Android might be getting native drag-and-drop feature at some point

Android might be getting native drag-and-drop feature at some point
Patents are a wonderful things. They give us some insight on what tech companies are working on, but they can be a double-edged sword, as a lot of them never actually make it to a finished product. This is why we shouldn't take everything we find in patents for granted.

However, this one feels like it would make sense if it's implemented. The patent in question is granted to Google, and it covers “Drag-and-drop on a mobile device”. And while we have some drag-and-drop support in Android already, this patent looks to extend on it.

According to the documentation, this new drag-and-drop capability would work for text, images, files and whatever else you can imagine. Additionally, it will work between applications, too. For example, you would be able to mark the name of a restaurant from Messenger and drop it into Google Maps, in order to find where you're supposed to meet your friends.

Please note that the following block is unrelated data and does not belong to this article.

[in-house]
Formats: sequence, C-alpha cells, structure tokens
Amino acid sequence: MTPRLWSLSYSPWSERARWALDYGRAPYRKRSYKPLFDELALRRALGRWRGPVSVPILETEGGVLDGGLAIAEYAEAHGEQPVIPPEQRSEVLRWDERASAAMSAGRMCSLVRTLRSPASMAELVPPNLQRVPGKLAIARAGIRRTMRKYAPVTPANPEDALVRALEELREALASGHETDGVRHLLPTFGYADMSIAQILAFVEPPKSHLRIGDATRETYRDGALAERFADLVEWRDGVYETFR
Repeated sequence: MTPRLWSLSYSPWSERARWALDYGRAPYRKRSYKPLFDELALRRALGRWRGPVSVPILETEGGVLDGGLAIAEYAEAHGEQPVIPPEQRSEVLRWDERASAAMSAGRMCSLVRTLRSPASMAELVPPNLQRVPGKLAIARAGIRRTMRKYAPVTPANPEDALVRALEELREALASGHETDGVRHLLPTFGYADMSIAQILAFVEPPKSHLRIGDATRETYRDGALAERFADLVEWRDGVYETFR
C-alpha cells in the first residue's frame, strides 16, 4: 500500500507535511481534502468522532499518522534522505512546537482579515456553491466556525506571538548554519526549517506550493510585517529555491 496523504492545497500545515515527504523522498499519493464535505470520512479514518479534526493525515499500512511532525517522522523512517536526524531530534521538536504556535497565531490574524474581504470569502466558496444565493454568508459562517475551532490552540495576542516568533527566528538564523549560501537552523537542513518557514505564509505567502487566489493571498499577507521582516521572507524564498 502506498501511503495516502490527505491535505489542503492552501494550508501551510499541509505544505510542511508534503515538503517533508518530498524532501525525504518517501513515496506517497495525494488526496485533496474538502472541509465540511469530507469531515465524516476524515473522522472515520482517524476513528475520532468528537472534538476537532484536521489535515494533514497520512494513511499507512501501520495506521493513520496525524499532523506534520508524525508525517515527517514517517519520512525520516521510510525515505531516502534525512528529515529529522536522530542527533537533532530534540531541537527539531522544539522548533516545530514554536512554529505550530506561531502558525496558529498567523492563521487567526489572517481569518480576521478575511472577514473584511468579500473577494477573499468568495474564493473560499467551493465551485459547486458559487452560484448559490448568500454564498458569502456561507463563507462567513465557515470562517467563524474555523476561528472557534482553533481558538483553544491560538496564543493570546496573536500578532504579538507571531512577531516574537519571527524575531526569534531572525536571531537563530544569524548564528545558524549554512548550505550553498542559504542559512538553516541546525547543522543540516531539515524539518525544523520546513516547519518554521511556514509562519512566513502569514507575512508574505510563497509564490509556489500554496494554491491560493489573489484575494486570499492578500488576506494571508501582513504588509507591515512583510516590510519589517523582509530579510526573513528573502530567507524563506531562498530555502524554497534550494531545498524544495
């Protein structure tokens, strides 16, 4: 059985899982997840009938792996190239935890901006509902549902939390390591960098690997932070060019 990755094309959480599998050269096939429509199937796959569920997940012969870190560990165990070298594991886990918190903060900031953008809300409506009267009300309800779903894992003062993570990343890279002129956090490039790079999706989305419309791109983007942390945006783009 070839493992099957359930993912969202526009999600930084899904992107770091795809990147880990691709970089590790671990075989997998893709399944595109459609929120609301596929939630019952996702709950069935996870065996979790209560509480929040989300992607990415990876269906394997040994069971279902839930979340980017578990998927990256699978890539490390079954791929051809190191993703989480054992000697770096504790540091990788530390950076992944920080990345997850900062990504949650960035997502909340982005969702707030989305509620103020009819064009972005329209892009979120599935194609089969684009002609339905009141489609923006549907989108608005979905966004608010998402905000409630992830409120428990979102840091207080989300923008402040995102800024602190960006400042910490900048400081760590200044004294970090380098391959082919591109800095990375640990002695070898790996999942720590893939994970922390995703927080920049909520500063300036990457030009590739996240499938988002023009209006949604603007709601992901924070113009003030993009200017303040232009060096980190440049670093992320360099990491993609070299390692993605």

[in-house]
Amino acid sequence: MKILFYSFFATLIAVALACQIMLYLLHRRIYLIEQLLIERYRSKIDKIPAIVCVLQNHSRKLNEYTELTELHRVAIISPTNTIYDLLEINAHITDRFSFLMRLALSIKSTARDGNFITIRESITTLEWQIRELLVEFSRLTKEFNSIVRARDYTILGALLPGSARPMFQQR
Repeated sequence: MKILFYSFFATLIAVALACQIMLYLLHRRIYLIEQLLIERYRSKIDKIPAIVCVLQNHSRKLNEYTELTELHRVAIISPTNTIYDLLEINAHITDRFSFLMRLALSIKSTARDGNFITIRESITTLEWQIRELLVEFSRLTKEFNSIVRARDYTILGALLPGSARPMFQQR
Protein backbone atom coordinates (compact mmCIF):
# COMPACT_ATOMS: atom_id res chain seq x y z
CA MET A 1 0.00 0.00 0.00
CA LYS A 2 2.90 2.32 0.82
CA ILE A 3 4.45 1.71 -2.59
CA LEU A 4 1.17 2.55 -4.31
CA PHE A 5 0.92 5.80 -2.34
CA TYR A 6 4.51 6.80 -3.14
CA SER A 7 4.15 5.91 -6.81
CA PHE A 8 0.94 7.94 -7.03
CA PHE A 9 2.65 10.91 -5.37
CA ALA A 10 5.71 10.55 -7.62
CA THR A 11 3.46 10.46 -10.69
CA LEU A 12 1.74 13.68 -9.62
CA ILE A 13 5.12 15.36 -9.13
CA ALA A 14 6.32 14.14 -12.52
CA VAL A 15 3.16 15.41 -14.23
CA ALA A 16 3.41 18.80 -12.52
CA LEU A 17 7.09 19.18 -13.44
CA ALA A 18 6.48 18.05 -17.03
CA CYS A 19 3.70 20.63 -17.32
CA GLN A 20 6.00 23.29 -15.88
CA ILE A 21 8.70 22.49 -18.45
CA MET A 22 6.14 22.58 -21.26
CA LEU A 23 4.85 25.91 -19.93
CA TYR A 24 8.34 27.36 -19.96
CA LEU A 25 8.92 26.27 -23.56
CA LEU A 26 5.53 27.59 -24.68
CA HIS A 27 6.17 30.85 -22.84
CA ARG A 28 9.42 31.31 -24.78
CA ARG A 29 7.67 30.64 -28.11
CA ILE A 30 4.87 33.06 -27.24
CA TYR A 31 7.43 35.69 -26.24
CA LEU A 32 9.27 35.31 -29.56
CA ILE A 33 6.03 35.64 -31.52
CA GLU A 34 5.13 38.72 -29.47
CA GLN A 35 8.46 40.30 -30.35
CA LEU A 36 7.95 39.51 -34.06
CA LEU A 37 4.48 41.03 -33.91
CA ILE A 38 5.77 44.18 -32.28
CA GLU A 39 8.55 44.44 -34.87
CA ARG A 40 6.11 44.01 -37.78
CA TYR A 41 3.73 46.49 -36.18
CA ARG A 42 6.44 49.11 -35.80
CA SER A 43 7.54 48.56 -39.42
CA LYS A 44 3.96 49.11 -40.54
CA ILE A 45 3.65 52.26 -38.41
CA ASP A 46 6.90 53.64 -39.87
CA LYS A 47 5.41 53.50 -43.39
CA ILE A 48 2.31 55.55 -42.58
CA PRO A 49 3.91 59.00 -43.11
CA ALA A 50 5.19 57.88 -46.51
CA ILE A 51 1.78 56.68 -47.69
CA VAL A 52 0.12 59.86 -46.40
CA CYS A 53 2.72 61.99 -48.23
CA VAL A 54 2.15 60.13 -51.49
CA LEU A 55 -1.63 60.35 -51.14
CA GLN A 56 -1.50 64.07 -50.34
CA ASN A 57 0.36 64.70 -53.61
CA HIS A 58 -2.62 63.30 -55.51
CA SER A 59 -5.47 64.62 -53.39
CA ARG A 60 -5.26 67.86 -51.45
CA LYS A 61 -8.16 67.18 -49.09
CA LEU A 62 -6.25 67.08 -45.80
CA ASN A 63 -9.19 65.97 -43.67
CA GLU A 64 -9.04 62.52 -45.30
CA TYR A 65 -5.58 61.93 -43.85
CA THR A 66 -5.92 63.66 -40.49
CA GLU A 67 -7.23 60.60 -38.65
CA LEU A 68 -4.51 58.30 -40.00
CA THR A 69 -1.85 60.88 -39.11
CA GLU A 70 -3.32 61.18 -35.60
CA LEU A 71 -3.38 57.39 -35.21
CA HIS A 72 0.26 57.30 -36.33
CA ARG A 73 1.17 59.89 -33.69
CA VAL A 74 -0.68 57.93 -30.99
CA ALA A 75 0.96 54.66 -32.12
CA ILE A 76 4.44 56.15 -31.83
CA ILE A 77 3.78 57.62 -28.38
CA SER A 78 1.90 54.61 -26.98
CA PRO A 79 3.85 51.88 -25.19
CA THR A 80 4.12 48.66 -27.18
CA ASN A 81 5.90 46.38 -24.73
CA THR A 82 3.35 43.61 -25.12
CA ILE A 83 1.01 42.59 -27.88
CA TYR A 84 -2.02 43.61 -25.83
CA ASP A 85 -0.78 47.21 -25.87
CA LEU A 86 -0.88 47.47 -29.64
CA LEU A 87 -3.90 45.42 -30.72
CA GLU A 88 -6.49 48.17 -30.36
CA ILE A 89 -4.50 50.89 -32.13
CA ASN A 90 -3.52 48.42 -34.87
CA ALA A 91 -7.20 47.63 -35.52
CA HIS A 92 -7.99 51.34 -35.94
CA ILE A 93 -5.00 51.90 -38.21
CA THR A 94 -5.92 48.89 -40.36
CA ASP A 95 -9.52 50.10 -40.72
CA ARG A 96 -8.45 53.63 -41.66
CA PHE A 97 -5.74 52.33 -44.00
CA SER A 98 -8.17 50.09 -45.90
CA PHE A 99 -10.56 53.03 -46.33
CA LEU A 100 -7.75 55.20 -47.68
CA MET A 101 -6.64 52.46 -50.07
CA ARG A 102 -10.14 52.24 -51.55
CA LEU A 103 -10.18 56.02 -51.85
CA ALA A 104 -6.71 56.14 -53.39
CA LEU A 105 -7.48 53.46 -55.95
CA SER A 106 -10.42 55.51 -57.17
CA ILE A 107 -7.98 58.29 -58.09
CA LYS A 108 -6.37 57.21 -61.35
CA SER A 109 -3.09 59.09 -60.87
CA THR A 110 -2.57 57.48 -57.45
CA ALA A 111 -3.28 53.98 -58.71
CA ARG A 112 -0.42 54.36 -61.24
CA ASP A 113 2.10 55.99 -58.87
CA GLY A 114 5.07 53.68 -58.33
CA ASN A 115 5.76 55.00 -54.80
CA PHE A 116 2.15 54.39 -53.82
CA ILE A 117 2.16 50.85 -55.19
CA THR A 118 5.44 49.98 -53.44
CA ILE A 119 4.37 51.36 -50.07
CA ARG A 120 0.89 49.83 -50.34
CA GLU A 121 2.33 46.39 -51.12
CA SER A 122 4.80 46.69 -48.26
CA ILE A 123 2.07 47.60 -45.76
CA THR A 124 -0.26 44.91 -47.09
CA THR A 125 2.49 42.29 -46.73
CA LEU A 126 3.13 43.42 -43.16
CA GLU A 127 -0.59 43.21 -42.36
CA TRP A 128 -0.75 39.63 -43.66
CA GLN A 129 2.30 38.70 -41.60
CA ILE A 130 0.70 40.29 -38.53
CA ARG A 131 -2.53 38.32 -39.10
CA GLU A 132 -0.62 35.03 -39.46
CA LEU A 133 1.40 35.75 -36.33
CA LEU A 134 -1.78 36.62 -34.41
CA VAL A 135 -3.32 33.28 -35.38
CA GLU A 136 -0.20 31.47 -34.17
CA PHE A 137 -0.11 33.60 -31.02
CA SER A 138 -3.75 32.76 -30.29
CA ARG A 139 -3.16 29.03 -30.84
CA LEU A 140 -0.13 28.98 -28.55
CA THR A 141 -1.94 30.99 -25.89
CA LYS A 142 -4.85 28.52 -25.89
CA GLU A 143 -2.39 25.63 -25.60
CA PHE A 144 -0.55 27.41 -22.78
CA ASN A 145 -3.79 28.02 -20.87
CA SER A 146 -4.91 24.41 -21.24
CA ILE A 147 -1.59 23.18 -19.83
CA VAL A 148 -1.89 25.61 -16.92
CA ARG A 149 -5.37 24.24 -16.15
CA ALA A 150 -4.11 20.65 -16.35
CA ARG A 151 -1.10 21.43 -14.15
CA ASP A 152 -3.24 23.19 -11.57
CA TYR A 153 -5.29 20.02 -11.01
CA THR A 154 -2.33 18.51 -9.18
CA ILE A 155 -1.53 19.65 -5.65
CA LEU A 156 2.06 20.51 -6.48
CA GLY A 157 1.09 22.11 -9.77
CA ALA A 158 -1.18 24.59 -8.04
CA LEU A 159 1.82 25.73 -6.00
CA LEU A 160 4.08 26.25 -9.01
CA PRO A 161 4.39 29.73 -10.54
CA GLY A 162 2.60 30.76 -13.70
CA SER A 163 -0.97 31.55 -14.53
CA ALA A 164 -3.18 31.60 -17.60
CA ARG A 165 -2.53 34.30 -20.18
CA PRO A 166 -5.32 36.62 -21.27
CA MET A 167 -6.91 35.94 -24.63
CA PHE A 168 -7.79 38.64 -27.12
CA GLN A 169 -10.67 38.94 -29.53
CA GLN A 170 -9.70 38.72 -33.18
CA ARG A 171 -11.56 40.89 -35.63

According to the patent, when you start dragging something, Android would let you choose to which application to drag it, based on its type. For example, if you drag an image, it would suggest photo editing apps, messaging apps and other software that can accept an image as an input.



This would greatly improve productivity on your Android phone. Currently, in order to copy a phone number from your browser to your dialer, for example, you have to mark the text, tap Copy, open the dialer, tap on it and choose Paste. With the new drag-and-drop function you'd be able to just mark the text, and drag it to your dialing app.

While the idea of drag-and-drop in Android sounds like a pretty good one, it wouldn't be easy to integrate completely. It will probably force app developers to update their software for the new feature if it gets implemented in the OS at all. However, if Google decides to bring this feature to Android, we believe it would be a much appreciated improvement of the user experience.

source: USPTO via WhatFuture.com

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